The conference on the future of Europe is the largest consultation the European Union has ever undertaken with citizens. It is a vast, multilingual, digital, and democratic engagement process. Anyone can join, contribute topics, put forward ideas and questions, and join sub-groups of interest. Already, there have been over 30,000 different submissions.
The European parliament, the Council, and the European Commission have committed to listening to Europeans and following up on the recommendations made within their sphere of competencies. Topics are unlimited and all will be assessed. Those with the most engagement will be taken forward.
Conference on the future of Europe: who can take part?
Everyone can take part. European, national, local government, and regional authorities, private groups, and individuals can organise events and contribute ideas via the digital platform. Every topic will be recorded, digitalised, monitored and published throughout the conference. These ideas will then feed into the European citizens’ panels and plenaries. Opinions expressed during the conference events will result in concrete recommendations for EU action.
This consultation is not just for European Union citizens. British citizens can also get involved and are very much encouraged to do so. Still, unsurprisingly, the British government is the only government that has not engaged or encouraged its citizens to engage in the process. It would rather cancel Europe and pretend it did not exist. Yet it does, and it is hugely influential around the world.
Future EU policy in many areas will take effect whether Britain is a member or not. The United Kingdom may have chosen to leave the EU, but is still its closest neighbour and ‘in Europe’. How would the people of Britain feel about an EU army, for example, reduced fishing quotas, or financial industry reforms, banning chemicals in foods and farming that the UK may use?
For these reasons, UK citizens should be engaging. By inviting them to do so, the EU shows its deep investment in the rights of the individual and democratic processes.
Conference set set-up
There will be four panels of 200 citizens in each, all randomly selected to ensure they represent the EU’s diversity. This includes geographic origin (nationality and urban/rural), gender, age, socioeconomic background, and level of education. At least one female and one male citizen per member state is part of each panel. The plenary will include 20 representatives from each Panel. A third of each panel will comprise young people (age 16–25).
In its efforts to engage young people, a European youth event was created in the form of EYE2021, which took place 8–9 October 2021. It brought together 10,000 young people (18–30 years old) online and in Strasbourg, to shape and share their ideas for the future of Europe. Many other events are ongoing and planned.
The plenary will discuss the proposals made by the citizens’ panels. Popular ideas from the digital platform are to be adopted and included in the final report prepared by the conference executive board and addressed to the European parliament, Council and European Commission. You can see its make-up here.
Reports are compiled throughout the conference that give an overview and provide analysis of contributions on the platform. The conference plenary includes nine working groups dedicated to the following topics:
- Climate change and the environment
- A more robust economy, social justice, and jobs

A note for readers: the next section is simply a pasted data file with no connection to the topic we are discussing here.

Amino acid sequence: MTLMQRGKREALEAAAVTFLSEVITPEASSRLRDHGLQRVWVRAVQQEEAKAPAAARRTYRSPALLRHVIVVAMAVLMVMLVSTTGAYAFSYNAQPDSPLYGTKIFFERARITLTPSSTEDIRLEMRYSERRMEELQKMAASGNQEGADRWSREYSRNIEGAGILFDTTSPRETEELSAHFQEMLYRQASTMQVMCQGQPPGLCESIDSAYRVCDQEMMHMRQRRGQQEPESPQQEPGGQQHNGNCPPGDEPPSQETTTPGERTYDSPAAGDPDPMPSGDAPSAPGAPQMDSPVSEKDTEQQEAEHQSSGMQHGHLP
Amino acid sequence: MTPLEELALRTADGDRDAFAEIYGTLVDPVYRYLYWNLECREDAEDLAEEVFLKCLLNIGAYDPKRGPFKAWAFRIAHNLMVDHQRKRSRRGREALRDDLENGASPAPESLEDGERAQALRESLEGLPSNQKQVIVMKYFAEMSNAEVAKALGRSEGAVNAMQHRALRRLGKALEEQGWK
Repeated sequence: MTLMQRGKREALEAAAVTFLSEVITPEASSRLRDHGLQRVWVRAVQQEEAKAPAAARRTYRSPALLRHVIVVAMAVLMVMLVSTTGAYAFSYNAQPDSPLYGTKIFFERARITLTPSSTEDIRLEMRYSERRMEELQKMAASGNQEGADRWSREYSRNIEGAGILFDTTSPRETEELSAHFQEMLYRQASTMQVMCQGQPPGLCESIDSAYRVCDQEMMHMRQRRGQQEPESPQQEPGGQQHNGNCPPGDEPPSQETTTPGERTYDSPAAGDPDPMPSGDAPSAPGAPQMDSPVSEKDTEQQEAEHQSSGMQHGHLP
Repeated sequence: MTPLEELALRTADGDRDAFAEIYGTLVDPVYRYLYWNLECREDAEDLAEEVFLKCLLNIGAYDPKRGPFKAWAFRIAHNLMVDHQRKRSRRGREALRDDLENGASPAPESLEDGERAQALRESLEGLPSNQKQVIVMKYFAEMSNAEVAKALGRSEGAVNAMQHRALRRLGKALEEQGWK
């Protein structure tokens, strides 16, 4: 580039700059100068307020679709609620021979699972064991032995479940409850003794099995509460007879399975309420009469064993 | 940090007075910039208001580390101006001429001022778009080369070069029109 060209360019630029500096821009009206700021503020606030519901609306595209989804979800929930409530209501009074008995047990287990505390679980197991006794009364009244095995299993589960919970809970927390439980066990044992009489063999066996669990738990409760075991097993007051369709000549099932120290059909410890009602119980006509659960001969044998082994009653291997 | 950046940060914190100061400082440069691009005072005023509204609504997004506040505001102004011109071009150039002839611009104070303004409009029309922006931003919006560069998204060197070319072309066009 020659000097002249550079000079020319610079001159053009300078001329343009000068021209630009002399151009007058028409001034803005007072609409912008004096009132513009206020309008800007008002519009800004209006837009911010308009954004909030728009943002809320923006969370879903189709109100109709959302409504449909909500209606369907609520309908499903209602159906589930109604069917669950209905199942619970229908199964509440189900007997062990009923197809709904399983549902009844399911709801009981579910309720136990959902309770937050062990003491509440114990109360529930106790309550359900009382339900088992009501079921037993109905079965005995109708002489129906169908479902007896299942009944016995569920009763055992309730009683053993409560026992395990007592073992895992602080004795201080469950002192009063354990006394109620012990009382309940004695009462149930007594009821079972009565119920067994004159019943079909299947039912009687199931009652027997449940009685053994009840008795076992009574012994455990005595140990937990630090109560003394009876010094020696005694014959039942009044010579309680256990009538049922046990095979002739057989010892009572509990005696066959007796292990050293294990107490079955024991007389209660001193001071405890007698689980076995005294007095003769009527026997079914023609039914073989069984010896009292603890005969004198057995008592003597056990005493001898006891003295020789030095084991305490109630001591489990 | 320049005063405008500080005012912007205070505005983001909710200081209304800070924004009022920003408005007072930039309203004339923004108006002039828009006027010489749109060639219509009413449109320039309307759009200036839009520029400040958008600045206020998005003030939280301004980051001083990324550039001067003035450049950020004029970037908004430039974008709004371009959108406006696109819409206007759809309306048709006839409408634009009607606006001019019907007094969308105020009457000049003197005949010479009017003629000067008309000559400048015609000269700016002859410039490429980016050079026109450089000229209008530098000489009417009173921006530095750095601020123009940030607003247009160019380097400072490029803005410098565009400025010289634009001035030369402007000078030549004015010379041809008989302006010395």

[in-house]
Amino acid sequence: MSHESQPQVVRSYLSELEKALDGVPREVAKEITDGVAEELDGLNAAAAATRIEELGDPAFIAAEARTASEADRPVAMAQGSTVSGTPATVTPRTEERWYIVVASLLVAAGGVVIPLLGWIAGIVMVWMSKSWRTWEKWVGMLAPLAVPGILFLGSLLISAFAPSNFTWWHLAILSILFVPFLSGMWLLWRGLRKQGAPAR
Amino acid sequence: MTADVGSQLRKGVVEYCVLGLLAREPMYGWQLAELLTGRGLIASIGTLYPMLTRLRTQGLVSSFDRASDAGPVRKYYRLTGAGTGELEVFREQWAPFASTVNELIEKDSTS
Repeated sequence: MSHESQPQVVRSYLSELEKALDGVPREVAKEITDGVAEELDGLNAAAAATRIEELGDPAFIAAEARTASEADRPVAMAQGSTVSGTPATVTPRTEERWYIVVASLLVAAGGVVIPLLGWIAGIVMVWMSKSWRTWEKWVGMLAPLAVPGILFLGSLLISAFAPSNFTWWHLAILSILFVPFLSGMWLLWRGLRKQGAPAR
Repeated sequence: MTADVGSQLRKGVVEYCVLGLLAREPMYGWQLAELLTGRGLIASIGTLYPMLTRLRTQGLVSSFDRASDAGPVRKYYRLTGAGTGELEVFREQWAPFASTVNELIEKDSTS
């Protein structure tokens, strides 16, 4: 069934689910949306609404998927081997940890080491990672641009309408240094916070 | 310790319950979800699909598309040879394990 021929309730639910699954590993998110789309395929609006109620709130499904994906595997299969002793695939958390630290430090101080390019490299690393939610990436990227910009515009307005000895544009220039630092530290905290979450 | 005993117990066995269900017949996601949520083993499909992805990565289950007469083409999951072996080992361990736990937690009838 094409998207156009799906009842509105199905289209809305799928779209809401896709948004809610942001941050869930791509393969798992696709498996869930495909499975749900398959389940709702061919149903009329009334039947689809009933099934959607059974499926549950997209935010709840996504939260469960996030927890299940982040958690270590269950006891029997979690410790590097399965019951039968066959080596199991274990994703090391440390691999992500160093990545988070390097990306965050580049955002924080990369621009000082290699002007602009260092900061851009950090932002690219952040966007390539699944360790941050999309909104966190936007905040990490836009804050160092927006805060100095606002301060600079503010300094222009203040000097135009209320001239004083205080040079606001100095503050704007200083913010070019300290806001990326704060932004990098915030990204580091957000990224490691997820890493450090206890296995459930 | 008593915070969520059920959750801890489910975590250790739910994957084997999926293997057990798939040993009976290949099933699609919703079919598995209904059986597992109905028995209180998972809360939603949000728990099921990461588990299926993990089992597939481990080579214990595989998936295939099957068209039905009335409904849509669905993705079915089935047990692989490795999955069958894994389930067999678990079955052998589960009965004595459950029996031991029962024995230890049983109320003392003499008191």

- EU in the world
- Values and rights, the rule of law, security
- Digital transformation
- European democracy
- Education, culture, youth, and sport
The executive board
The executive board is responsible for taking decisions by consensus regarding the conference, its processes, and events, overseeing the conference, and preparing the meetings of the conference plenary including acquiring and following up on citizens’ input. It reports regularly to the joint presidency, which the three institutions co-chair. Mr Guy Verhofstadt, member of the European parliament, Mr Gašper Dovžan, state secretary for EU Affairs for the Slovenian council presidency and Ms Dubravka Šuica, vice-president of the European Commission in charge of democracy and demography.
The common secretariat includes officials representing the three EU institutions equally. It assists the work of the executive board, its representatives, and observers of the executive board, ensuring proper function, coordination, and conduct. The co-heads of the common secretariat shall attend all meetings of the executive board.
The joint declaration for the conference was signed in March 2021 and the official kick-off date was 9 May 2021, Europe Day. It is scheduled to end in June 2022. However, there is already talk underway of extending the consultation process as it is so vast in its construct, ideas and goals.
Democracy in action
The European parliament, the Council, and the European Commission have vowed to listen to Europeans. The conference puts citizens at the heart of this process. No matter where you are from or what you do, this is an opportunity like no other to get involved and have a say on the challenges ahead, identify priorities, and help shape the future of the EU.
After the pandemic and Brexit, it is a chance for institutions and citizens to think hard about what direction we want the Union to travel in. It is a huge opportunity to shape European law, security, sustainability, inclusivity, health, and more. It comes from the most important European values: human rights and liberal democracy, where the individual’s rights are paramount and where everyone deserves to be treated fairly and equally. Surely, it’s not only EU citizens who are interested in these values.
Register on the digital platform and start getting involved.